Happiness is neither a feeling nor a thought. Rather, happiness is a state (you may find it easier to imagine a backdrop). Unfortunately, there is no permanence in happiness. You may have it at one stage – and or in one area of your life – but that doesn’t mean the backdrop stays in place the whole time.
Continuing our Happiness theme for November, this week’s guest blog is Samantha Jung-Fielding the founder of happinessence.
For many of us, the most noticeable thing about happiness is its absence from our world. In our quick fix society, this deficiency generates questions like: How can I sort this? What must I do to be happy? And how quickly will it work?
There are a number of scientific studies which focus on how to make ourselves happy. Of particular interest to psychologists are people who previously faced true adversity, e.g. poverty, violence, abuse, addiction, imprisonment, serious illness, death of a loved one. Nevertheless, many such individuals find happiness.
Apparently, psychological resilience is the secret sauce. This is not merely the ability to bounce back or recover easily. When it comes to happiness, resilience equates to resistance from within, that stubborn desire to emerge victorious no matter what. To remain happy, it seems we must exercise vigilance and subscribe to a process of continual improvement.
This being the case, here’s my quick 3-step process to set you on the right track.
Understand first that happiness shows up in your life as moments which bring you joy, contentment, excitement, positivity, exhilaration or awe. The more frequently these moments occur, the happier you are.
Step one: Identify moments which lift your spirits. Note that this is different for everyone! There is no magic formula. Some people enjoy immersing themselves in activities with loved ones, while others prefer the contentment of a solo fishing expedition. Are you the kind of person who feels joy when helping others? Or do you hanker after the rapt attention of an adoring crowd, each audience member hanging on your every word? Recognise clearly whatever fulfils you, so you can actively seek more.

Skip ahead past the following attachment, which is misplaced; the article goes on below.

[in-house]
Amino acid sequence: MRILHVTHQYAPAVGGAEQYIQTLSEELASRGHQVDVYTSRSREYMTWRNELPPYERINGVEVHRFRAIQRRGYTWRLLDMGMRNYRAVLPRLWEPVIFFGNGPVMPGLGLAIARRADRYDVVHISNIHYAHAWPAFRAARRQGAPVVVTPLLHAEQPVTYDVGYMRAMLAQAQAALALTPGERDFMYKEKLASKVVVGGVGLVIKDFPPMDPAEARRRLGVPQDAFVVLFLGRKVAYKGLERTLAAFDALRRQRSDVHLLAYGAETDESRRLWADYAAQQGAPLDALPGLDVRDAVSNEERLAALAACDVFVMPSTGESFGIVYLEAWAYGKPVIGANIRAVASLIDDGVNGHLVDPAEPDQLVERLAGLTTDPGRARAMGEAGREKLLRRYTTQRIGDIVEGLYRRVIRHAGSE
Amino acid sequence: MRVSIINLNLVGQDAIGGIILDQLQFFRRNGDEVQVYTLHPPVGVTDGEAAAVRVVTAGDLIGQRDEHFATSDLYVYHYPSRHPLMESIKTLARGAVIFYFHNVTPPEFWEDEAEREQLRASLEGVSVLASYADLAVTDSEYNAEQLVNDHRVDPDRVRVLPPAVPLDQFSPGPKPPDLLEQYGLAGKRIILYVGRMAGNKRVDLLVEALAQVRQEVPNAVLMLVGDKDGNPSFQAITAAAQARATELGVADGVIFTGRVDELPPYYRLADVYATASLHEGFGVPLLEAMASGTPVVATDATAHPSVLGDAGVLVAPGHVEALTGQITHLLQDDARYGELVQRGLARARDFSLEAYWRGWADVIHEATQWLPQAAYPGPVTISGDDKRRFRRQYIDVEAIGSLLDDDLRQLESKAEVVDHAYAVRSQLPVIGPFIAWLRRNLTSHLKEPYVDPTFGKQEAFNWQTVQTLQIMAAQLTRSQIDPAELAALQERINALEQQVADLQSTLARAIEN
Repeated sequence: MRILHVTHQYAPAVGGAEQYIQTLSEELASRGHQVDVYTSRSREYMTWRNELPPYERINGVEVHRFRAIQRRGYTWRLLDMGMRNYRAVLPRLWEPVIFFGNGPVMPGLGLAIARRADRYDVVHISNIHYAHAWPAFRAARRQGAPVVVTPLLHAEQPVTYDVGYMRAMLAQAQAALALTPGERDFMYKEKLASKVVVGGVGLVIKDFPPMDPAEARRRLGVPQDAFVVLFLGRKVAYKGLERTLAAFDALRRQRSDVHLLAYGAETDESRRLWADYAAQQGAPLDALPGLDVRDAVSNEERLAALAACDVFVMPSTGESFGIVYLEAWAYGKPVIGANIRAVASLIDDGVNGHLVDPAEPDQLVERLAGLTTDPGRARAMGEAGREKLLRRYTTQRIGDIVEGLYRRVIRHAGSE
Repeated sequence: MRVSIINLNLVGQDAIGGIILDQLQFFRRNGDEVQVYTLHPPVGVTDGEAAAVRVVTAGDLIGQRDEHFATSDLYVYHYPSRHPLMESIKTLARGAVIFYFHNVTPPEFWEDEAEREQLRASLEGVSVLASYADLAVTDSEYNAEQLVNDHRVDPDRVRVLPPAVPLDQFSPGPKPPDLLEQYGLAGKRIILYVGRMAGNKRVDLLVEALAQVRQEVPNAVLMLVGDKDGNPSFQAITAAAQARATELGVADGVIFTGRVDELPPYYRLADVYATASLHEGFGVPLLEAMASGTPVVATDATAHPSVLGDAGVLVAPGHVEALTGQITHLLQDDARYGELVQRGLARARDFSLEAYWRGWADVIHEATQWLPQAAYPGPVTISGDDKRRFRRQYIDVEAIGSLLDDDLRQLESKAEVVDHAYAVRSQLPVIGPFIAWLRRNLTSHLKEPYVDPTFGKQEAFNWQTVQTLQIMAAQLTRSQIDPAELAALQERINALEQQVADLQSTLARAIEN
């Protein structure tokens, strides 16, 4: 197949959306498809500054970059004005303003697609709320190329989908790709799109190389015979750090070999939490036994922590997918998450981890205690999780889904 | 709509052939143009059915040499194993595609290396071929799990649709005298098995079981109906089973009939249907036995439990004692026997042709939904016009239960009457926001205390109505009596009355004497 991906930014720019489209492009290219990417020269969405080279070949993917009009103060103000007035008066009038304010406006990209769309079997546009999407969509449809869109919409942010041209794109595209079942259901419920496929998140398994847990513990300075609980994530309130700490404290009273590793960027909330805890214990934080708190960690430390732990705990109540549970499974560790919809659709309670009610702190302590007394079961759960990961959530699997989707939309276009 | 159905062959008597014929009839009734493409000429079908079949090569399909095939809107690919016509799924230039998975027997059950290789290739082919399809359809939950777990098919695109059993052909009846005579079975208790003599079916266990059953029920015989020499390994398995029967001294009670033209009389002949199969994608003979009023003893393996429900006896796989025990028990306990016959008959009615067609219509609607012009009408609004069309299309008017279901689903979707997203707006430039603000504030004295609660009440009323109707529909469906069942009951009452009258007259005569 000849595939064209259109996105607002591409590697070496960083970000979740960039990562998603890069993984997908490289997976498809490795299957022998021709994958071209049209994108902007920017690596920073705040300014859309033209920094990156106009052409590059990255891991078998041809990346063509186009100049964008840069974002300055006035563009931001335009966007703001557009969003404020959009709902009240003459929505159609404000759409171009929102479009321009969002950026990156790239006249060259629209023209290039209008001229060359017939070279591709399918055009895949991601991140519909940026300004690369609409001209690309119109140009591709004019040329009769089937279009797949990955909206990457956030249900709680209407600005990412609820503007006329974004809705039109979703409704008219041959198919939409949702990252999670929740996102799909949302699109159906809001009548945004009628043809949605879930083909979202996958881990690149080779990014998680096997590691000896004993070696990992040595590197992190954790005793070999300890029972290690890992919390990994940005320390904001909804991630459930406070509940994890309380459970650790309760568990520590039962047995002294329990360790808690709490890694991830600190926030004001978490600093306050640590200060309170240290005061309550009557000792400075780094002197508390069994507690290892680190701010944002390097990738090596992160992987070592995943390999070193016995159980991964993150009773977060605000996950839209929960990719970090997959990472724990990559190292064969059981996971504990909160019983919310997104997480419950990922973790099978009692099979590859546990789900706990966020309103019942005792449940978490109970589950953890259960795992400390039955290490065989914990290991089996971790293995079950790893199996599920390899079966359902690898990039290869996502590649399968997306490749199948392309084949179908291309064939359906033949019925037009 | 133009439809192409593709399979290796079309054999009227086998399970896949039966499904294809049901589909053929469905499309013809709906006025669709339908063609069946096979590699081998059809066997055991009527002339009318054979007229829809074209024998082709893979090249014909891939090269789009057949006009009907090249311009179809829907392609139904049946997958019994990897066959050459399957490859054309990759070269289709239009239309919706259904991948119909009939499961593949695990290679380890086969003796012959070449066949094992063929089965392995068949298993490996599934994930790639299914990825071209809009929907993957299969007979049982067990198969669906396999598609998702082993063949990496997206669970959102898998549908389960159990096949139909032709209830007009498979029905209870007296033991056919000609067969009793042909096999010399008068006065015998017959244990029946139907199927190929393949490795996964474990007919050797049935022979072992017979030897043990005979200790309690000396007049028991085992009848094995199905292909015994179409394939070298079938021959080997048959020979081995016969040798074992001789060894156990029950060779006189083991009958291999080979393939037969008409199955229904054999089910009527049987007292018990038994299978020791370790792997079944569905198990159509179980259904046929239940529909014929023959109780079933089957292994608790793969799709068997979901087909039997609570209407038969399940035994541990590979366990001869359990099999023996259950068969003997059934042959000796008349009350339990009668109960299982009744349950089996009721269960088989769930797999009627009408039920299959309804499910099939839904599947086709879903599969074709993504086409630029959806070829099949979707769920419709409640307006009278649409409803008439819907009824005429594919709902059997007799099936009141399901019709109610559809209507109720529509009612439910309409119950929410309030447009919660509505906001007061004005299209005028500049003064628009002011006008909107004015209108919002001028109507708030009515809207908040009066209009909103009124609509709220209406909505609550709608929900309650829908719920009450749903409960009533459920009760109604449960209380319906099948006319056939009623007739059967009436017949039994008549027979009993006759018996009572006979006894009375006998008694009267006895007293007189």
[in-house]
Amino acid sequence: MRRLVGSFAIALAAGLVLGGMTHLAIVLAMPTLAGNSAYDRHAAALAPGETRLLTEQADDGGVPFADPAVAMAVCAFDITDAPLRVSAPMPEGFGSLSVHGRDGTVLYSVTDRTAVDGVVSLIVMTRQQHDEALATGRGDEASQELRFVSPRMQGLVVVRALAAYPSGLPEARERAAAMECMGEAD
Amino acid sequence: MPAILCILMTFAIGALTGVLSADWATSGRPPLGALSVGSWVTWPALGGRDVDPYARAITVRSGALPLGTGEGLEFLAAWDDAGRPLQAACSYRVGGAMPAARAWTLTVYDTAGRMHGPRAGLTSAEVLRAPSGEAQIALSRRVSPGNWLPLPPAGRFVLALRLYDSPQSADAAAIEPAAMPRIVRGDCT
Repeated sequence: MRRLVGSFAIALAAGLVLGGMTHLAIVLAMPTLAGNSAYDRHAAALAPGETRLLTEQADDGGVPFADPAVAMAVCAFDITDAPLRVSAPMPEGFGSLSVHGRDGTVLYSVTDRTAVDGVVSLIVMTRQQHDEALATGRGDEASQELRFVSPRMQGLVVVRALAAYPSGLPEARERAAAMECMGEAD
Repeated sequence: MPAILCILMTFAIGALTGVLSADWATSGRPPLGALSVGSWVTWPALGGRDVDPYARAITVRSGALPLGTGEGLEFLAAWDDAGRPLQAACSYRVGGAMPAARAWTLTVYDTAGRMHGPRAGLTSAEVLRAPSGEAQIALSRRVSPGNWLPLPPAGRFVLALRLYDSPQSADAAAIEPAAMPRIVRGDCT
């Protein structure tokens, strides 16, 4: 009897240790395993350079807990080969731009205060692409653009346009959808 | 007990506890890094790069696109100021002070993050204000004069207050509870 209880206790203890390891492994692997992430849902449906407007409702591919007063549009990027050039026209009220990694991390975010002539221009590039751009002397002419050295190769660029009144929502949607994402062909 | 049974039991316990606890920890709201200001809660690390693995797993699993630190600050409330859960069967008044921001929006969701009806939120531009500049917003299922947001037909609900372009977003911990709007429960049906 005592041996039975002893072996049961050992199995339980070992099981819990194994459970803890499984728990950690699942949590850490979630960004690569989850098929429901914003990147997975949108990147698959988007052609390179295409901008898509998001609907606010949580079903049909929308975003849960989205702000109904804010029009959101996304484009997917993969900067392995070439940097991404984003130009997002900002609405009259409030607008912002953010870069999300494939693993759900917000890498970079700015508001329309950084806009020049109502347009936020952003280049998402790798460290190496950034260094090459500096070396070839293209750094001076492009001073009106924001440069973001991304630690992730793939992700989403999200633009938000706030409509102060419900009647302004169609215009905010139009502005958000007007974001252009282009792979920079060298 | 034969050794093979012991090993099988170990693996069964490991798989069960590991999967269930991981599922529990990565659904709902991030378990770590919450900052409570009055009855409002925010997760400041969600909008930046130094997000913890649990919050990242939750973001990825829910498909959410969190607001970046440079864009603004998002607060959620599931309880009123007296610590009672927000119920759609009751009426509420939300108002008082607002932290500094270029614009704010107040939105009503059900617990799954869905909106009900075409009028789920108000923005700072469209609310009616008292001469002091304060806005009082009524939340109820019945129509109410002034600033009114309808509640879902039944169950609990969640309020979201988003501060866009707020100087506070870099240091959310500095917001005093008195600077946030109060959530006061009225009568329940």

Step two: Take responsibility for building more positivity into your world. If you enjoy company, don’t wait for others to include you. Be the one to extend the invitation. Choose to craft an activity that others want to undertake. You can even join a club to explore a long-held ambition. On the other hand, if you’re in a situation with someone and there’s an elephant in the room, take the initiative. Begin discussions to address the issue. Something has to change? Work out an alternative and take the lead putting it in place.
Step three: Build further on whatever results you achieve. So many people stop just when they’re getting started! When you find something that works, I urge you to repeat it again, and again and again. Over time, what is repeated becomes a habit which runs automatically. Generally-speaking, people fall into negative habits and this creates a backdrop (state) of sameness. Without joyful peaks to lift our spirits, the monotony of routine (especially one focused on the needs of others) gradually spirals into boredom and detachment. Along the way, we subconsciously recognise this lack, and label it unhappiness.
Opinions vary on the number of days required to establish a new habit – experts quote from 18 to 63 days. However, they do agree on the concept of long-term, consistent repetition. The part I find most interesting? To form a good habit or a bad habit requires the same effort… the difference is your focus.
In conclusion, to be happy now you must be prepared to start over. Of course, I don’t mean right back at the beginning, but it is important to reset your energy and open yourself to a new way. After all, if the old way were working, you wouldn’t need to change your approach. Make awareness your starting point…and then take the three simple steps I’ve outlined above. Remember, progress can be slow. No matter, as long as it’s consistent and repeated. Finally, if you want happiness to be your long-term backdrop, wherever you arrive with each try, stay resilient. Just refresh, and go again!
Samantha Jung-Fielding is the founder of www.happinessence.co.nz which helps individuals, groups and corporates establish an effective mindset, create successful habits and develop winning behaviours to maximise accomplishment.
Do you find yourself saying, “I’ll be happy when…”? Then the first video in our new series, ‘Money and Happiness’ will have something for you.
Real wealth is discretionary time, and money is merely fuel. You do deserve to be happy and it’s far easier to make others happy when you’re happy and to help others when you’ve helped yourself (Alan Weiss).
If you would like to have a chat to us about your money and your happiness, or lack of it, pick up the phone or drop us an email